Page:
Gustave Flaubert's "Madame Bovary" Book Review by aardvark
Gustave Flaubert's "Madame Bovary"
A review of "Madame Bovary" by Gustave Flaubert which highlights the emergence of feminism. Celebrating Gustave Flaubert's Famous Work Madame Bovary is one of the most important French novels of the 19th century. It is vastly regarded
# 107175 | 1,802 words | 1 source | APA | 2007 |
Published on Aug 24, 2008 in Literature (French) , Women Studies (Feminism)
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The paper discusses the title character of Emma Bovary in "Madame Bovary" by Gustave Flaubert. Emma is a dreamer with an unrealistic empassioned view on the world. The paper notes that the discrepancy between the world of beauty and the high society Emma longs for, and the reality of her middle-class country life, are the driving plot force in this novel. Emma is an example of early feminism. Most of the women of the nineteenth century were taught to obey their husbands and mind their homes. The paper comments that Madame Bovary rebels against societal norms, becoming an adulteress and squandering her husbands wealth behind his back. The paper notes that although this doesn't show her moral values in the best light, it does show that, in addition to personifying romanticism, Emma Bovary is also a strong female character and could possibly be considered one of the first feminists in literature.
From the Paper:"The ball comes to signify the life Emma feels she was cheated out of. Emma sees the beautiful refinery at the ball and believes she was supposed to be one of these fine women. This makes her resent Charles because she feels he is a "nobody" and that no one at the ball notices him. What Emma fails to realize is that she, too, is not important to the people at the ball. Emma is asked to dance with an important man at the ball, and she takes this banal event, and almost construes it into a love affair. She later saves a cigar box as a memento of the ball, and even names her daughter after the ball. After noticing the grayness of her own middle-class life in comparison to that of the garish lifestyle enjoyed by those at the ball, Emma begins to borrow money from Lehreux, the local merchant. Emma spends the money on gaudy and expensive furnishings for her home. This again shows her unrealistic attitude towards her own life and her inability to accept her place in the middle class. It also shows her strength and independence ad a female character, gaining Charles' power of attorney so that she can continue to spend his money. During this same time period, Emma begins her fist encounter with Leon. As they are both cliched romantics, they talk about love, life, and books. Unfortunately, Leon leaves soon after and Emma feels that she was cheated out of something. Soon after, a man named Rodolphe comes to town. He begins to "court" Emma, and because Emma is so idealistically romantic, she does not see that he is scamming her and simply wants to use her. Emma finally feels the passion and romance she has been longing for for so long. The irony is, of course, that it is a facade much like Emma's notions of romanticism. Emma's romantic ideals are also what destroys this relationship - as she pushes for Rodolphe to run away with her, Rodolphe ends his relationship with Emma. Emma is devastated and thinks about killing herself. "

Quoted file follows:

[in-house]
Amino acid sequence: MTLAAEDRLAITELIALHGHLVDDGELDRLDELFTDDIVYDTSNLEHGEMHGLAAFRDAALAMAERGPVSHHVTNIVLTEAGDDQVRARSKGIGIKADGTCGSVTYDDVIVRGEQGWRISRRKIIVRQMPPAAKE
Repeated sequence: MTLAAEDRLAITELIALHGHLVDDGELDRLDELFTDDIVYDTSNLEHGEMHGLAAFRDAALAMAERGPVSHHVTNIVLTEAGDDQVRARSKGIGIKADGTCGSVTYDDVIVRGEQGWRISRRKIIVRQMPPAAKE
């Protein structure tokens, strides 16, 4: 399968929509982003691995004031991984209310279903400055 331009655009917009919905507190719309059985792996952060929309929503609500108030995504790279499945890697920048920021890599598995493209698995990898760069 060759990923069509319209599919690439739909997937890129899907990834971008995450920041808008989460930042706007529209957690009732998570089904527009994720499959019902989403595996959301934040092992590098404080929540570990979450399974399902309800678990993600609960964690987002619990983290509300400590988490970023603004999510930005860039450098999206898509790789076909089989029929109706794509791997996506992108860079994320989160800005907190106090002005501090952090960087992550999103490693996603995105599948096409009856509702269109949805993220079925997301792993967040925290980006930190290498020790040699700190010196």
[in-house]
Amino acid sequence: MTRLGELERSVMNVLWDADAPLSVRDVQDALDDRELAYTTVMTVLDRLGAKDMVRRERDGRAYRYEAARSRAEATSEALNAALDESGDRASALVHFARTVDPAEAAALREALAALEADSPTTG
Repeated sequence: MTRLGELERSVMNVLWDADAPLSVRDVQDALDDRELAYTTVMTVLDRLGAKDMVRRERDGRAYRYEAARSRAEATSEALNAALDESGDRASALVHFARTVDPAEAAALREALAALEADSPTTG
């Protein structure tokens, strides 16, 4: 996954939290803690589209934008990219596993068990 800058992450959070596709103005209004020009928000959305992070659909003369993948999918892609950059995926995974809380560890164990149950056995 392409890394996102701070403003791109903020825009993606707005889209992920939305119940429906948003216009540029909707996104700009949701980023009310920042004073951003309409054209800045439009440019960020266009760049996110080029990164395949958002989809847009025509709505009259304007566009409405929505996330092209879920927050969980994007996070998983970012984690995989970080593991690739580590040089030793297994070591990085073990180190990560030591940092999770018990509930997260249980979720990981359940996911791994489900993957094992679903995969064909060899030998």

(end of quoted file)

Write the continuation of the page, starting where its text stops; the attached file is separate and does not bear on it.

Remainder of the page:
Sample of Sources Used:
- Madame Bovary by Gustave Flaubert
Cite this Book Review:
Gustave Flaubert's "Madame Bovary" (2008, August 24) Retrieved June 07, 2023, from https://www.academon.com/book-review/gustave-flaubert-madame-bovary-107175/
"Gustave Flaubert's "Madame Bovary"" 24 August 2008. Web. 07 June. 2023. <https://www.academon.com/book-review/gustave-flaubert-madame-bovary-107175/>